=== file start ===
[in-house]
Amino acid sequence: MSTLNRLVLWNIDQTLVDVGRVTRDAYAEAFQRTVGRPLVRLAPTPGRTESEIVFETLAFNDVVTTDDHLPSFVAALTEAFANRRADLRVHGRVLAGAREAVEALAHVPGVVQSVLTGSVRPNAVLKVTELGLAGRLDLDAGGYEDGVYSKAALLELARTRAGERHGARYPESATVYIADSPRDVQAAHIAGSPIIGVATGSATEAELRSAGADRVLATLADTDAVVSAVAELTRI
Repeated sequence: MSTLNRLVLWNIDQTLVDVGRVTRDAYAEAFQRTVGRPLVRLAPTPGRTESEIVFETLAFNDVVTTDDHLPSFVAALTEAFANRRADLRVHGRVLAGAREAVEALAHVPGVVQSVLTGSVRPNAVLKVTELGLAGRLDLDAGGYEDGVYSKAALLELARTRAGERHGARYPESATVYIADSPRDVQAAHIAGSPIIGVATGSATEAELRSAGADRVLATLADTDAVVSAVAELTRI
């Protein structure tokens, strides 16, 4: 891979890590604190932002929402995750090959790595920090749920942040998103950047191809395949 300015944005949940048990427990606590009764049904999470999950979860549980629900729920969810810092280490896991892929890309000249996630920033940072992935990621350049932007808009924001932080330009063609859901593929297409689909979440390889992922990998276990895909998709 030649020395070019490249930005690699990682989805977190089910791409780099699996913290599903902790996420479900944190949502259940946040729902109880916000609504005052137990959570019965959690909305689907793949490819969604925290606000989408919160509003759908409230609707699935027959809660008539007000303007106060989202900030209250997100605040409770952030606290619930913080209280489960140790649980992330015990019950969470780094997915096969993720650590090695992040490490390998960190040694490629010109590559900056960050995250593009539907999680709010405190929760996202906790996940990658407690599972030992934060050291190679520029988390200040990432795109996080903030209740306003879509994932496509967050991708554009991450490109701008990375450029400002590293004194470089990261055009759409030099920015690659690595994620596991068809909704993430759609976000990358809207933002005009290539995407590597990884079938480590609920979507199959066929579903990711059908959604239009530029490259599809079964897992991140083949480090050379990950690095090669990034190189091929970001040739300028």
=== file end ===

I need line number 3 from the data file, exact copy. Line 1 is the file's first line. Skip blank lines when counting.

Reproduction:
Repeated sequence: MSTLNRLVLWNIDQTLVDVGRVTRDAYAEAFQRTVGRPLVRLAPTPGRTESEIVFETLAFNDVVTTDDHLPSFVAALTEAFANRRADLRVHGRVLAGAREAVEALAHVPGVVQSVLTGSVRPNAVLKVTELGLAGRLDLDAGGYEDGVYSKAALLELARTRAGERHGARYPESATVYIADSPRDVQAAHIAGSPIIGVATGSATEAELRSAGADRVLATLADTDAVVSAVAELTRI